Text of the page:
Working Women executives are few and far between

Women in the boardroom. We've been pondering their slow climb for the last dozen or more years. They're graduating with MBAs in increasing numbers and working diligently to climb that corporate ladder.

But something is going wrong. Not only have those percentages been increasing at a crawl, the corporate world has reached a new low as far as women executives are concerned. According to a recently released annual survey on Canadian women executives at Canada's top 100 publicly-traded companies, the percentage of women at the highest levels in corporate Canada

- either CEOs, CFOs or the next three highest compensated executives - has managed to dive to 5.8 per cent in 2007. It was at 4.6 per cent three years ago and hit a heady 6.9 per cent in 2006.

Keep in mind that if 5.8 per cent of those in the top level are female - 94.2 per cent are male.

"It came as a surprise to us," said Jay Rosenzweig, a Montrealer who heads his own Toronto-based executive search firm.

First of all, he pointed out, even at 6.9 per cent, "the numbers are staggeringly low."

So what's going on?

Is it true, as some claim, that women don't reach the top because they don't commit themselves to the job? Are they bailing? Are they not capable?

Rosenzweig and company wanted to understand all of this, committed as they are to equality at every level.

First and foremost, he pointed out, increasing the number of female executives is good business.

"Equality isn't just a women's issue. Diversity of viewpoint makes business more creative and more competitive. It really benefits everyone."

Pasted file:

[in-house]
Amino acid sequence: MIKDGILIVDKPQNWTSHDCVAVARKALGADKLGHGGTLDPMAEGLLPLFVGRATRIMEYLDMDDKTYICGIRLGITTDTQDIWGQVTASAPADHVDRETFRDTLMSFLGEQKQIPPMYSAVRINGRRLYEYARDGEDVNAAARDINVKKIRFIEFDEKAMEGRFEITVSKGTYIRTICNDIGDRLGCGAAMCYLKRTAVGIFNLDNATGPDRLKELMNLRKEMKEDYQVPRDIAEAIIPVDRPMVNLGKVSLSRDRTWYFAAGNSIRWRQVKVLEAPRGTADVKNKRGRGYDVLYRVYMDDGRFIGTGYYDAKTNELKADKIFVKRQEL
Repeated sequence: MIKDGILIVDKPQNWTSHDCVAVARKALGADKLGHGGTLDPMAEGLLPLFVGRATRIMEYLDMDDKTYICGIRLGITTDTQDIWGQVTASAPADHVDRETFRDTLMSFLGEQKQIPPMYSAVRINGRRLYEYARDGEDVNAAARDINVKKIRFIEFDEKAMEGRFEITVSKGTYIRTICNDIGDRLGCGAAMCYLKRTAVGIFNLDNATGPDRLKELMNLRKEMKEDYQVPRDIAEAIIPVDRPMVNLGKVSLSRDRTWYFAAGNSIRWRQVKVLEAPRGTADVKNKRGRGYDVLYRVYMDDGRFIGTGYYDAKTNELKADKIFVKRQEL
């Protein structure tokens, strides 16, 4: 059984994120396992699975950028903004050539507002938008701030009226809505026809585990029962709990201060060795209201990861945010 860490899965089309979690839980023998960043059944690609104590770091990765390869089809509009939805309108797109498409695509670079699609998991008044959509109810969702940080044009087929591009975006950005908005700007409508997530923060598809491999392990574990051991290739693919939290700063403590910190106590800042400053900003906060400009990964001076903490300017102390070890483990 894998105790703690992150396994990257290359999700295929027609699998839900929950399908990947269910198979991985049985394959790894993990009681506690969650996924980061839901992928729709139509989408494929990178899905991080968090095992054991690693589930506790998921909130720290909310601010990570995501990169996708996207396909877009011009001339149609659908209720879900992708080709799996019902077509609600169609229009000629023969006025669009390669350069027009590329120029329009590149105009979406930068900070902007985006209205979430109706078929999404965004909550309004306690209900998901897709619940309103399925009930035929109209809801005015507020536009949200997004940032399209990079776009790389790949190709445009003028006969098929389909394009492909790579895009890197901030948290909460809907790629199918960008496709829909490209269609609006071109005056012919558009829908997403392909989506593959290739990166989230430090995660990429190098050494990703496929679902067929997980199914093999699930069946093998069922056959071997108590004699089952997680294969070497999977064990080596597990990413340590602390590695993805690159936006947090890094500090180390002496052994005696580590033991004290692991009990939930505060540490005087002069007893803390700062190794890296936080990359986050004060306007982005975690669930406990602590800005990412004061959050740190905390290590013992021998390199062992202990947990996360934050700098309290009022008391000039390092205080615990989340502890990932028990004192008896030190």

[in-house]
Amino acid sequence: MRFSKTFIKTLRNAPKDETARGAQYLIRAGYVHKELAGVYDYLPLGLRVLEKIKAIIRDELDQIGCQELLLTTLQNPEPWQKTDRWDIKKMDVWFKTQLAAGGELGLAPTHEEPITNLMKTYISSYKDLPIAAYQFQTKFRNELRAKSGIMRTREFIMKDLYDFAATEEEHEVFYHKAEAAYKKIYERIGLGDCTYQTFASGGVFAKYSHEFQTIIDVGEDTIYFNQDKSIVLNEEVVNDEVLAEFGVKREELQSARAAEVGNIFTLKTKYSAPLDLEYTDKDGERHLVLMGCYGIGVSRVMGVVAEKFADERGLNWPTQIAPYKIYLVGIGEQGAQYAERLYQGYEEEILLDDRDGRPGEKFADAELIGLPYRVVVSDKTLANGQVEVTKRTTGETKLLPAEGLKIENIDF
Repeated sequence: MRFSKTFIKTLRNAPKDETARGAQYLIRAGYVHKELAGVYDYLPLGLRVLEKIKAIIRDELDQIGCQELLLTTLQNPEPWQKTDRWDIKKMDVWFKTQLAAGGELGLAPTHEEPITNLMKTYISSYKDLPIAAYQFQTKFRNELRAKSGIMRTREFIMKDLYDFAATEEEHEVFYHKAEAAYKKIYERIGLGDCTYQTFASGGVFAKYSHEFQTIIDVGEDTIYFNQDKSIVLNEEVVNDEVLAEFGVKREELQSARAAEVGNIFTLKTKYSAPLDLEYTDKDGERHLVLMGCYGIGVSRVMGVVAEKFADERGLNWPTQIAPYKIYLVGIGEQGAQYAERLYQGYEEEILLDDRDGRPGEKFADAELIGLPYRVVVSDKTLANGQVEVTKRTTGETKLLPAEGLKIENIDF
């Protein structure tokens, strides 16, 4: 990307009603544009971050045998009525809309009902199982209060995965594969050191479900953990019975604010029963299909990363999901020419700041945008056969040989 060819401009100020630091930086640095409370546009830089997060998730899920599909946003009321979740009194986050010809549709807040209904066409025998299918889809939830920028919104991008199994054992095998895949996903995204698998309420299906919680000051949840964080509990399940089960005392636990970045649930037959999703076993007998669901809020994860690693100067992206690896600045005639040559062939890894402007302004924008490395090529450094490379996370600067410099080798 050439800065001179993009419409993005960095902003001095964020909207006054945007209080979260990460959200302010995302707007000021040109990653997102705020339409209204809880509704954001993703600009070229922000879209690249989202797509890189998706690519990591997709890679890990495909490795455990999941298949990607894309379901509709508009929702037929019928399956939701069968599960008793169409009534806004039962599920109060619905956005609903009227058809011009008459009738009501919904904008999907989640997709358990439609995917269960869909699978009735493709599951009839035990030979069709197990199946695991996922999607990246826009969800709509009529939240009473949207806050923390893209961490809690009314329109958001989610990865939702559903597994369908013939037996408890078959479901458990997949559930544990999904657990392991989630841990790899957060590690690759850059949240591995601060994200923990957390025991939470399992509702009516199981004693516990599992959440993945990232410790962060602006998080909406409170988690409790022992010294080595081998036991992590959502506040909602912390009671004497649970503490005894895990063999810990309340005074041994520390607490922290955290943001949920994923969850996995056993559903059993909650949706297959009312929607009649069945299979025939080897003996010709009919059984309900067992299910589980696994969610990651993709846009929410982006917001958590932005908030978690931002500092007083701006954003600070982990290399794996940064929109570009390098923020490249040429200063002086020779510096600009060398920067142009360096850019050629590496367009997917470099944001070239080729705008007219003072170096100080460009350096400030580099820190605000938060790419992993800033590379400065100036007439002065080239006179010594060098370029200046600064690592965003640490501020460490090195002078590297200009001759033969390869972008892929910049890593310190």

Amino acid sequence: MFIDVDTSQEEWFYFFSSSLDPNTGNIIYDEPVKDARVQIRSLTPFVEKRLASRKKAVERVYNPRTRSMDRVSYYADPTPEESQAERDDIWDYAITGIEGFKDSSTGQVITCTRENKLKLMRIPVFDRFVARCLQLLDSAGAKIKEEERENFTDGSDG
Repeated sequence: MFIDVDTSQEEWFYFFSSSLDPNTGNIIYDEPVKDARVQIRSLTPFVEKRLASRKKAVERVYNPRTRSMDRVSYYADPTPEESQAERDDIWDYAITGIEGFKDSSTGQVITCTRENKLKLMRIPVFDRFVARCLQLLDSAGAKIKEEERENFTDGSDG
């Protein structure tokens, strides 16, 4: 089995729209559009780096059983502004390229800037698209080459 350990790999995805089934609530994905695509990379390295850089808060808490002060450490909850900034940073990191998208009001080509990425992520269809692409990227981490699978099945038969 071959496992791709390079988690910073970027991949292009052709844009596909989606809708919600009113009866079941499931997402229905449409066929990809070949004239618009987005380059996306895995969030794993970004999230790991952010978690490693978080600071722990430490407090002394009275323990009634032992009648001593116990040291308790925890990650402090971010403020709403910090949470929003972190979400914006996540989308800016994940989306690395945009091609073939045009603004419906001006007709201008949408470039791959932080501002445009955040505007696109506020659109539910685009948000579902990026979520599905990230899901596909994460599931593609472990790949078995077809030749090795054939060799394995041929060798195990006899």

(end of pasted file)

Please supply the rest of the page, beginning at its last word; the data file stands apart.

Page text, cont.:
But for all the benefits of diverse leadership, not just inside the company, but in terms of profitability, getting women into the executive ranks is a bit like a car on ice, pointed in the right direction but just spinning its wheels.

So to find out more about what was going on Rosenzweig added another component to his data in the form of consultation with the group in the front lines, women executives themselves.

It turns out there's no overt discrimination - we have laws, after all. But what we're left with is even more damaging because it's less obvious, like the boss who feels you can't handle a big account because you have two kids at home.

"That's a subtle stereotype," Rosenzweig said. "No one will tell you that women should stay at home and knit."

But it's not subtle when women continue to be excluded from the formal, old-boys' network. As one woman corporate insider said, "It remains, after all, an old-boys world and old boys choose corporate executives and board members the way they used to choose baseball teams when they were kids."

Senior white males, Rosenzweig pointed out, still use Rolodexes which are chock full of people like them.

So women continue to struggle to reach that pinnacle and there are cases, well reported, where they decide to get off the mountain. That's where we get the chortling about how this or that high-powered woman just "can't hack it." Would that happen were the shoe on the other foot? says Amy Osler, executive director of The Chicago Network, dedicated to promoting women in business and themselves authors of a wide-ranging survey of women in the boardroom with - needless to say - similar conclusions to Rosenzweig.

"If men had major familial responsibility, as some now do, they would have just as hard a time," she said.

And what does someone with major familial responsibility need?

Well, daycare, summer camps, help for elderly family, flex time. You get the picture.

Even at the Bank of Montreal, long touted as one of the places where women are given a more fair piece of the pie, the numbers pale in Rosenzweig's survey. The reason: the type of reporting that the survey requested.

Companies are required to report their top earners below CEO, based on compensation.